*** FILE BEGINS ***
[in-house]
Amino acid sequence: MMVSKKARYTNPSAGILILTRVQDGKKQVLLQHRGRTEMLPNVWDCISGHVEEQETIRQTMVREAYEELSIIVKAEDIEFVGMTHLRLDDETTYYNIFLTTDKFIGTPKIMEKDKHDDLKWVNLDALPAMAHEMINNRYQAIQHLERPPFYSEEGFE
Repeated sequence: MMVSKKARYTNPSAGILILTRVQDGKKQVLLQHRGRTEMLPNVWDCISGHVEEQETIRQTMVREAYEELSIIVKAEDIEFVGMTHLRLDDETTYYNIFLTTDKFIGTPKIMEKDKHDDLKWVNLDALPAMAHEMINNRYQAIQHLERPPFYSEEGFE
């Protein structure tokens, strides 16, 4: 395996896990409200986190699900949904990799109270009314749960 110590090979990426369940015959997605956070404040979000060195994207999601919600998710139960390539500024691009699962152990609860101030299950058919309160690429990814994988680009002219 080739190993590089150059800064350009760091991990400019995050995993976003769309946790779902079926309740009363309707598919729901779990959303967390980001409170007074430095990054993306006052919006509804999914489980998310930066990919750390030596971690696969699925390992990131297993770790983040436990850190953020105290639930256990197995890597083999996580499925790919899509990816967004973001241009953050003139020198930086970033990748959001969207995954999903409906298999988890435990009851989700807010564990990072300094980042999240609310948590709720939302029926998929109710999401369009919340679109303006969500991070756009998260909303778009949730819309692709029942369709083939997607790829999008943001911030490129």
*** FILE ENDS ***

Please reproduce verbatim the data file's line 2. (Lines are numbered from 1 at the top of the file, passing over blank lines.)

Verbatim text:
Amino acid sequence: MMVSKKARYTNPSAGILILTRVQDGKKQVLLQHRGRTEMLPNVWDCISGHVEEQETIRQTMVREAYEELSIIVKAEDIEFVGMTHLRLDDETTYYNIFLTTDKFIGTPKIMEKDKHDDLKWVNLDALPAMAHEMINNRYQAIQHLERPPFYSEEGFE